Singer/songwriter Lowry Hamner, a resident of Gulfport, Mississippi, joins a very select, privileged group of musicians who have been invited by Woody Guthrie’s daughter, Nora, to write music to Woody’s original lyrics. The inclusion of the song Union Air in Union Square on the new box set My Name is New York –
Ramblin’ Around Woody Guthrie’s Town, issued on Sept. 23, 2014, is a success for Hamner that was many decades in the making.
A previous release by the Woody Guthrie Foundation, The Live Wire : Woody Guthrie in Performance 1949 won a Grammy Award in the category ‘Best Historical Album.’ Guthrie was again nominated for a Grammy in the same category with the 2009 release of My Dusty Road on Rounder Records. The new 3-CD Deluxe Audio Book includes two CDs that tell the story of Woody's years living in New York City, listing 19 historic locations where Woody lived and worked between 1940-1967. These stories are told by those who knew him best, in many different ways and through various encounters and circumstances by music partners: Pete Seeger; Ramblin' Jack Elliott; Sonny Terry; Bess Lomax Hawes; Woody's first wife Mary Guthrie; Woody's merchant marine buddy Jimmy Longhi; Bob Dylan; Woody's second wife Marjorie Guthrie; Arlo Guthrie; Nora Guthrie, and many others share their memories first-hand.
Lowry Hamner’s song Union Air in Union Square is on Disc. 3, the bonus-CD of Woody’s music. Grammy award winner Nora Guthrie, Woody’s daughter and director of Woody Guthrie Publications, gave Lowry Hamner the lyrics originally written by Woody in 1943, and the singer/songwriter set it to his own composition in 2010. On the new box set Lowry is in the company of some amazing musicians of the folk musicians of the past and present, with luminaries like Woody Guthrie; Cisco Houston; Sonny Terry; Del McCoury; the Almanac Singers with Pete Seeger and Lee Hays; Ramblin’ Jack Elliott; Billy Bragg & Wilco and more.
The song Union Air in Union Square is a testament to the long career of Hamner, originally from Terry, Mississippi, and the town from which bluesman Tommy Johnson also descended. Hamner is not new to music success. When he was a young man, in the early 1970s, he managed a music store in Meridian, Mississippi (which was also the hometown of country musician Jimmy Rogers). One day, he drove to Tupelo to see Sam Phillips, formerly of Sun Records, and his partner Ray Harris, of Hi Records fame. They had started a new production company, and Hamner pitched his songs and even recorded sessions for Sam Phillips, who also recorded Elvis Presley and many of the greats of blues and rock-and-roll. Phillips told Hamner, "You don't sing like Elvis, but you're the best songwriter I've heard in ten years."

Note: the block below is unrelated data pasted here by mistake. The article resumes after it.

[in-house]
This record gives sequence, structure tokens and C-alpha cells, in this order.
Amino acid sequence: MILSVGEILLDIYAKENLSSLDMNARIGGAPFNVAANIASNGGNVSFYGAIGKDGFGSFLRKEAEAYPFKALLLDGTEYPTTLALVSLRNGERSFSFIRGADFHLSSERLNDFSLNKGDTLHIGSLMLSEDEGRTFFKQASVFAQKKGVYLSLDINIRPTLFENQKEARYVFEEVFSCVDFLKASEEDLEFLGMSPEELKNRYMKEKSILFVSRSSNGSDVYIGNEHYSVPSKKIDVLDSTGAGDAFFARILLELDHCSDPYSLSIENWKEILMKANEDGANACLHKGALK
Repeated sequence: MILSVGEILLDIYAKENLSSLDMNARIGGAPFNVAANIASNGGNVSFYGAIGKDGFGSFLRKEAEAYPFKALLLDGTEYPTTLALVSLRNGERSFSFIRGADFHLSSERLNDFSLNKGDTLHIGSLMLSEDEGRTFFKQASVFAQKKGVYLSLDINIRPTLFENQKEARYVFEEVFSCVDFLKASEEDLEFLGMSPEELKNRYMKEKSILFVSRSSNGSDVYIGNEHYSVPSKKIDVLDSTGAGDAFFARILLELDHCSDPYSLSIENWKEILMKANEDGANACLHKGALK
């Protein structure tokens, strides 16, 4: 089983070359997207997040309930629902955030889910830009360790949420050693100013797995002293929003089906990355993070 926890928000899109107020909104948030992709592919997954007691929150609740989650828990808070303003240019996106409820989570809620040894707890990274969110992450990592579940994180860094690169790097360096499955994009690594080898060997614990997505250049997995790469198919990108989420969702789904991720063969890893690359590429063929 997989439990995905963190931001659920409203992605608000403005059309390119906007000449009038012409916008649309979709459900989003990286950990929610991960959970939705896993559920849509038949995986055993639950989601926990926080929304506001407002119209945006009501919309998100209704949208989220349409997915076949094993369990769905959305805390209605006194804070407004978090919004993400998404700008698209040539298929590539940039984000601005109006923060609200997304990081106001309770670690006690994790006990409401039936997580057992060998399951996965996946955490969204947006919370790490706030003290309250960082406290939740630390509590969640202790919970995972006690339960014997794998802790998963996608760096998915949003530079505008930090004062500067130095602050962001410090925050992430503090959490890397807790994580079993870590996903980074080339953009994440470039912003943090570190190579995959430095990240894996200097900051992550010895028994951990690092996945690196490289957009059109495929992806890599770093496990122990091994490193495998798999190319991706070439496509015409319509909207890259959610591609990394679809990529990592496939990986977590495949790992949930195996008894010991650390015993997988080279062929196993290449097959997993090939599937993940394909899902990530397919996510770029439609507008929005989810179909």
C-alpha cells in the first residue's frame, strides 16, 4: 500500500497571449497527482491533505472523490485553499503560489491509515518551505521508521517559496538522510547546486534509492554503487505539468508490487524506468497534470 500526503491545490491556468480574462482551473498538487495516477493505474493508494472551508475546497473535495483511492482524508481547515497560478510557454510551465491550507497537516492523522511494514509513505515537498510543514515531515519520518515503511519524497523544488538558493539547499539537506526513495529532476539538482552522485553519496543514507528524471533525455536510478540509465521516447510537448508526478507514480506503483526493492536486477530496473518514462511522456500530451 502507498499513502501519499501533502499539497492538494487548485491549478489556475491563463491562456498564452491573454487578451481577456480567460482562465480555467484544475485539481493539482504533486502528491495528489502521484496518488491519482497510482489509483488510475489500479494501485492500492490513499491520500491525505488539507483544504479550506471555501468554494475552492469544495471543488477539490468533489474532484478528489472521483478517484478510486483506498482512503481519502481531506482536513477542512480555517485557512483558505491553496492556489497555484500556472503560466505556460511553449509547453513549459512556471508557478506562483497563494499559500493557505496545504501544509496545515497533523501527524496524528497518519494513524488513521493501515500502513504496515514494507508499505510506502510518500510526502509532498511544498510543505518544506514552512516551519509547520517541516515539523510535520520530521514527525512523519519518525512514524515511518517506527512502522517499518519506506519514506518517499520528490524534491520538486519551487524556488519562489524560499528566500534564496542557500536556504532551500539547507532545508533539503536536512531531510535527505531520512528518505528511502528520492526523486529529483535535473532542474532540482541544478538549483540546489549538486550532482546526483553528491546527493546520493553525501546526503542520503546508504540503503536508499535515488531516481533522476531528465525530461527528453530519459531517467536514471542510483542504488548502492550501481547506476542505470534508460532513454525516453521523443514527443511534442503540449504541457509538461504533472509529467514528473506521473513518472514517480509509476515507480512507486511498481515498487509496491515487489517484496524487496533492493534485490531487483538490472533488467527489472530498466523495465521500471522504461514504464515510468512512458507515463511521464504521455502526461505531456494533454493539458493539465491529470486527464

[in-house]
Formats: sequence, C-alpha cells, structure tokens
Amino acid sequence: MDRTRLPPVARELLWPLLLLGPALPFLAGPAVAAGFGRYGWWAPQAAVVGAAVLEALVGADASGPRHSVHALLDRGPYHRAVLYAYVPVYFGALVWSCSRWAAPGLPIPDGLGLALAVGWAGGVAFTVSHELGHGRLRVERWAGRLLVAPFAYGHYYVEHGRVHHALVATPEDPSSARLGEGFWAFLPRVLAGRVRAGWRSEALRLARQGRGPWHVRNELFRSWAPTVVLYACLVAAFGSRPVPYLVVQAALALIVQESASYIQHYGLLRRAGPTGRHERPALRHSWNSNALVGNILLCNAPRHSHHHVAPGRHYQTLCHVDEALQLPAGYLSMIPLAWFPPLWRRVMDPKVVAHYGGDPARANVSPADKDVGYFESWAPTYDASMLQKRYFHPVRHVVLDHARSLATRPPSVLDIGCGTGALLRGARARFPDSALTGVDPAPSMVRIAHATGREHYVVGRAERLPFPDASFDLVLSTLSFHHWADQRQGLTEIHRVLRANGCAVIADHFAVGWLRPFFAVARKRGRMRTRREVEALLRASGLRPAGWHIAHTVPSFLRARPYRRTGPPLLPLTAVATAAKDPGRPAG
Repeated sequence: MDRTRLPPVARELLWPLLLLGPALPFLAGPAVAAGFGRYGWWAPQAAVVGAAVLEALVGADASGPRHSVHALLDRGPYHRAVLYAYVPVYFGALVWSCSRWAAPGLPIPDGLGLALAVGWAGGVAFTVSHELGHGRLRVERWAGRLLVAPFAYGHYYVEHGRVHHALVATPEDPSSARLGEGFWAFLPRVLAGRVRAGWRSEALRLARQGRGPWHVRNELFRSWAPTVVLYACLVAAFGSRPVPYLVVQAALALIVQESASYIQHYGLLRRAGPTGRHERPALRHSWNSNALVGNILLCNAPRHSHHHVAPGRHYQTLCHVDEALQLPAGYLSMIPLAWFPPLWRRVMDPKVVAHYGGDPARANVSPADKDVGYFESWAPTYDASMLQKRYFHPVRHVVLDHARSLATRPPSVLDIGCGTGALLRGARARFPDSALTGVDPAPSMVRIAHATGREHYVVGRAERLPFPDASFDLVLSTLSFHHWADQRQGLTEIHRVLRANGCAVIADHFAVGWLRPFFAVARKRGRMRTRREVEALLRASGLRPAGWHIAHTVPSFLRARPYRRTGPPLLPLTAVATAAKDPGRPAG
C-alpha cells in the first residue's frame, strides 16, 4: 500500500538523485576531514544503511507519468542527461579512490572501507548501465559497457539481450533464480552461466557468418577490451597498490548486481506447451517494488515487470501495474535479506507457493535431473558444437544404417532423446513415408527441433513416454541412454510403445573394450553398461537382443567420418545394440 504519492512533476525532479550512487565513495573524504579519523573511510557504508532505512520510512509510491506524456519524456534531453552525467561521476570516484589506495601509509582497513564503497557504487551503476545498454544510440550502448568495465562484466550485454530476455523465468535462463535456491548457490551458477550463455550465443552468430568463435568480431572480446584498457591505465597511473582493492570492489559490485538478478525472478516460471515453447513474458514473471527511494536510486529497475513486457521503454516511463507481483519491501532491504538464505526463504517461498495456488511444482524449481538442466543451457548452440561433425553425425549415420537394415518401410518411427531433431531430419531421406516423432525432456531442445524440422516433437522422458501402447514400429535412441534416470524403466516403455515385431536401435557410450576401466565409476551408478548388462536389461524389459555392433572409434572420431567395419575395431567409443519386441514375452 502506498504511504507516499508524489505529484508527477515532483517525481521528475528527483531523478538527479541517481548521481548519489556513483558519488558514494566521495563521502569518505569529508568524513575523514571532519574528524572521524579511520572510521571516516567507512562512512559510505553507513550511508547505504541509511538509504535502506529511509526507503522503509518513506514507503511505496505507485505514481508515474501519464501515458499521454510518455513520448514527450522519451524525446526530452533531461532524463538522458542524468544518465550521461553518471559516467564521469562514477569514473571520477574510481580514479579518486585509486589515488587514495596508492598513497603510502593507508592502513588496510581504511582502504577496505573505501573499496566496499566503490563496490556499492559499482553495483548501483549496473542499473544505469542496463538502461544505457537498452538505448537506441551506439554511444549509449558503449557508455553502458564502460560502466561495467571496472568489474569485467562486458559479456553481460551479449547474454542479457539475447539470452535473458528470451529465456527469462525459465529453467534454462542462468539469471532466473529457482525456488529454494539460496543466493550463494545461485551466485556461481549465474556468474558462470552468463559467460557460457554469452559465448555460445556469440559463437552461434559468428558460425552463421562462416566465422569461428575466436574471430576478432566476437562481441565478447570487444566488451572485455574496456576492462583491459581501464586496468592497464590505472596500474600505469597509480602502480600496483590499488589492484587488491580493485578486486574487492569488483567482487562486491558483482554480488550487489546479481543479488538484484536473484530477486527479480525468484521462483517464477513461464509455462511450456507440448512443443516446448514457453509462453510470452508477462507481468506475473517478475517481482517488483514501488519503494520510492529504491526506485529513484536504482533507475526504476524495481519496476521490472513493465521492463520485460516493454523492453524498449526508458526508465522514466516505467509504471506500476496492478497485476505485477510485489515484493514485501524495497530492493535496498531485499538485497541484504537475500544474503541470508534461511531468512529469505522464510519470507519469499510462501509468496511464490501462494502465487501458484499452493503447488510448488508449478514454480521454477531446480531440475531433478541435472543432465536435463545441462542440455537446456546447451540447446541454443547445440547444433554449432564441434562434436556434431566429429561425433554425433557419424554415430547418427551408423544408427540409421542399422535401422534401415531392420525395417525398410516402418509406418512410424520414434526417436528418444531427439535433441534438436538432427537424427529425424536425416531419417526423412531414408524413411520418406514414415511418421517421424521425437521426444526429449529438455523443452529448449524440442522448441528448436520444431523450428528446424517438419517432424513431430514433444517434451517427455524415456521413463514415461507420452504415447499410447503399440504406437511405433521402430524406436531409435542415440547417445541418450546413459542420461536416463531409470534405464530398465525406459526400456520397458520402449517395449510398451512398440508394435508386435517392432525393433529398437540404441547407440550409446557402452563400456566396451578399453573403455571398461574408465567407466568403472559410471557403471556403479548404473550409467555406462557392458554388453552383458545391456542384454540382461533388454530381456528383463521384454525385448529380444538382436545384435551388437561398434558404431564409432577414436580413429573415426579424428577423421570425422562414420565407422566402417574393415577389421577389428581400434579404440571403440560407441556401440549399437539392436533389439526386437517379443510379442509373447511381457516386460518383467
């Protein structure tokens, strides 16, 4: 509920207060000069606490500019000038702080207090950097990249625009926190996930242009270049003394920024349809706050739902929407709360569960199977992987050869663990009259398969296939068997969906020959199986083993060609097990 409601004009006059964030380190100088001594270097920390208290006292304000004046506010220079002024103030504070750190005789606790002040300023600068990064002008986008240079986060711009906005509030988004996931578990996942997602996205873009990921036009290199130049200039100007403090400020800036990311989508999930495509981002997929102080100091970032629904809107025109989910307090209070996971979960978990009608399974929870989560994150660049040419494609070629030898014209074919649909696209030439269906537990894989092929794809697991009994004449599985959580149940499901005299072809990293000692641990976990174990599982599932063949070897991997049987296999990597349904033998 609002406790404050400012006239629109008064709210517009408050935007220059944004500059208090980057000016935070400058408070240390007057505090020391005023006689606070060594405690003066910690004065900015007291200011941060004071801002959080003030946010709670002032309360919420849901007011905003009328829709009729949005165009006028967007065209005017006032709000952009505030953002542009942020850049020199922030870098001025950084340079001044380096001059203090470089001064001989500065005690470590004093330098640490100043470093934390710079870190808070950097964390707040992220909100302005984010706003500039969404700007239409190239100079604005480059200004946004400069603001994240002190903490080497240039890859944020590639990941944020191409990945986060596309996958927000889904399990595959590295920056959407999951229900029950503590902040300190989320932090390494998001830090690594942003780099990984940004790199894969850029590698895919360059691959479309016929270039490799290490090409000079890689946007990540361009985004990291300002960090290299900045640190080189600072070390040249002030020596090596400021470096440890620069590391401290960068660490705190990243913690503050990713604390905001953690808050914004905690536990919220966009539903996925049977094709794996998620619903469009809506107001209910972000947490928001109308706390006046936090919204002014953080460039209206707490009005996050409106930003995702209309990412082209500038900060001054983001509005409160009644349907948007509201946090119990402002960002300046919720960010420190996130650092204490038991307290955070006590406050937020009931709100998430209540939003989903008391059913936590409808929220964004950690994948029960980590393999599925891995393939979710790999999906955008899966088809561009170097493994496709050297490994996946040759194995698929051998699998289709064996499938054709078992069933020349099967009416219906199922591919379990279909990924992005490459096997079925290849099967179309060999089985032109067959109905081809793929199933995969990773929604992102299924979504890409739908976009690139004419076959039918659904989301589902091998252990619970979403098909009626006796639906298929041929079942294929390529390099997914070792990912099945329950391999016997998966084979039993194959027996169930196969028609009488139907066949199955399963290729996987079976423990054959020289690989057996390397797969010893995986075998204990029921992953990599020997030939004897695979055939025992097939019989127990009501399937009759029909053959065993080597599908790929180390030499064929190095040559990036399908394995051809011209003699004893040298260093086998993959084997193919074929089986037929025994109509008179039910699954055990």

It was in the vibrant Meridian, Mississippi music scene, among such compatriots as Chris Ethridge, Steve Forbert, and Paul Davis that Hamner founded the band, The Cryers. They moved to New York City's East Village where they played legendary clubs like CBGB and Max’s Kansas City and recorded a few critically acclaimed albums on Mercury. Hamner also produced two powerful singer/songwriter albums in the Americana genre, that musical place where blues, folk, rock roots and country intersect: Secrets Of The Heart in 1998, an excellent and critically acclaimed album that featured his singer/songwriter side, and was very much in the Americana/Alt Country direction. The album garnered significant airplay throughout the northeast US and Europe. Joining Lowry on Secrets Of The Heart was Jon Sholle, formerly a member of the David Grisman Quartet, Cary Brown, Dave Roufberg, Ray Anthony, and Joyce Andersen. In 2012, he released another excellent singer/songwriter record American Dreaming, a hard hitting, intelligent roots & blues, Americana album that had airplay on college radio. The album featured Jon Sholle, Clay Barnes,
Mark Murphy, and Pat Morrissey. One of the highlights of the album was
Ballad of Samson about a killing spree in Alabama. A review in the blog Dreamer’s Rise in Jan. 2013 stated, “… The song, co-written with the poet Jeanne Marie Beaumont, reminds us, even before Newtown, of the hard kernel of nightmare that's all too often wrapped up inside the American Dream…”
Equally versed as a fingerpicker and slide player, Hamner’s approach to songwriting is rooted in a lifelong intrinsic connection to Southern music, country and blues. He pays passionate, reverent homage to the old music of the region, and his own compositions are lyrically poignant and musically powerful and expressive, yet sensitive and heartfelt. There is an ethereal, gritty feeling and profoundly moving sincerity and authenticity to Hamner’s music.
Lowry Hamner explains his process of writing music to Woody’s lyric: “When Nora first gave me this opportunity I was humbled. Then I read the lyric ‘Union Air in Union Square’. It is a long song. Very intimidating, but as I read it I could almost hear Woody reading it. I saw instantly that it was Woody’s metaphor for all that was great about America. That’s what really excited me and opened it up for me. Woody was a real patriotic American who believed in freedom. I heard it in my mind as a talking blues, but not like a traditional blues, and I tried to set to a melody with a narrative like a preacher’s modulation. I tried all different things until I found the riff. The riff set it apart. It just opened the song up and it came falling out. Nora was delighted. She said, “Wow, you really did something original with this.” I have to say, it wasn’t easy, once it flowed I just knew it was right. It’s not just anybody handing you a lyric – it’s Woody Guthrie. No way would you want to mess that up.”